Estimated Enrollment: 2200
Study Start Date: March 2014
Estimated Study Completion Date: June 2016
Estimated Primary Completion Date: March 2016 (Final data collection date for primary outcome measure)
Arms Assigned Interventions
No Intervention: standard care
standard care
Experimental: Antibiotics
ceftriaxone 2000 mg
Drug: Ceftriaxone 2000 mg
Ceftriaxone 2000 mg
Other Name: rocephin (roche)

  Show Detailed Description

  Eligibility

Ages Eligible for Study:   18 Years and older
Genders Eligible for Study:   Both
Accepts Healthy Volunteers:   No
Criteria

Inclusion Criteria:

- All patients older than 18 years who are suspected of sepsis and meet two of the three SIRS criteria (abnormal temperature, abnormal pulse, abnormal respiratory rate);

Exclusion Criteria:

  • age <18 years
  • known or suspected allergy or hypersensitivity to ceftriaxone, to other cephalosporins , to a penicillin or to any other beta-lactam medicinal products
  • pregnancy
  • known severe renal and hepatic insufficiency
  Contacts and Locations
Please refer to this study by its ClinicalTrials.gov identifier: NCT01988428

Contacts
Contact: Prabath Nanayakkara, M.D, PhD 0031204446905 p.nanayakkara@vumc.nl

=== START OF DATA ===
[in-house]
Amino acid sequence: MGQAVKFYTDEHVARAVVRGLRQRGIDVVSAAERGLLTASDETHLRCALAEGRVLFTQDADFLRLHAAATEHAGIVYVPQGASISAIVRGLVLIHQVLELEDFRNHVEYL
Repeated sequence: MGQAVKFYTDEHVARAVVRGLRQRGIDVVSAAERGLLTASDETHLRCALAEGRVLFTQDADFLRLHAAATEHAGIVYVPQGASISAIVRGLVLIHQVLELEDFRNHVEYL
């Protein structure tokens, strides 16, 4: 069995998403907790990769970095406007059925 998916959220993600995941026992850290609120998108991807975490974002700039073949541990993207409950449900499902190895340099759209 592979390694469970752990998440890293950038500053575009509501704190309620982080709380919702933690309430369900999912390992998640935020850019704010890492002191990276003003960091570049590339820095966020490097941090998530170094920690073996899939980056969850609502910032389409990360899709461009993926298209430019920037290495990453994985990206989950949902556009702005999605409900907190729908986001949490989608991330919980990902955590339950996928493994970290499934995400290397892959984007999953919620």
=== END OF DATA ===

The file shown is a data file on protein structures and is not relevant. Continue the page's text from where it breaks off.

Locations
Netherlands
VU medical center Not yet recruiting
Amsterdam, Noord Holland, Netherlands, 1081 HZ
Sponsors and Collaborators
VU University Medical Center
Stichting Nuts Ohra
Maastricht University Medical Center
Academisch Medisch Centrum - Universiteit van Amsterdam (AMC-UvA)
Erasmus Medical Center
Investigators
Principal Investigator: Prabath Nanayakkara, MD, PhD VU University Medical Center
Principal Investigator: Patricia Stassen, MD, Phd Maastricht Medical Center
Principal Investigator: Stephanie Klein-Nagelvoort, MD, PhD Erasmus Medical Center
Principal Investigator: Frits Holleman, MD, Phd Academisch Medisch Centrum - Universiteit van Amsterdam (AMC-UvA)
  More Information

No publications provided

Responsible Party: Prabath W.B. Nanayakkara, Doctor, VU University Medical Center
ClinicalTrials.gov Identifier: NCT01988428     History of Changes
Other Study ID Numbers: NL42001.029.13
Study First Received: November 5, 2013
Last Updated: November 27, 2013
Health Authority: Netherlands: Medical Ethics Review Committee (METC)

Keywords provided by VU University Medical Center:
sepsis
severe sepsis
septic shock

Additional relevant MeSH terms:
Sepsis
Toxemia
Shock
Shock, Septic
Infection
Systemic Inflammatory Response Syndrome
Inflammation
Pathologic Processes
Anti-Bacterial Agents
Ceftriaxone
Antibiotics, Antitubercular
Anti-Infective Agents
Therapeutic Uses
Pharmacologic Actions
Antitubercular Agents

ClinicalTrials.gov processed this record on April 21, 2014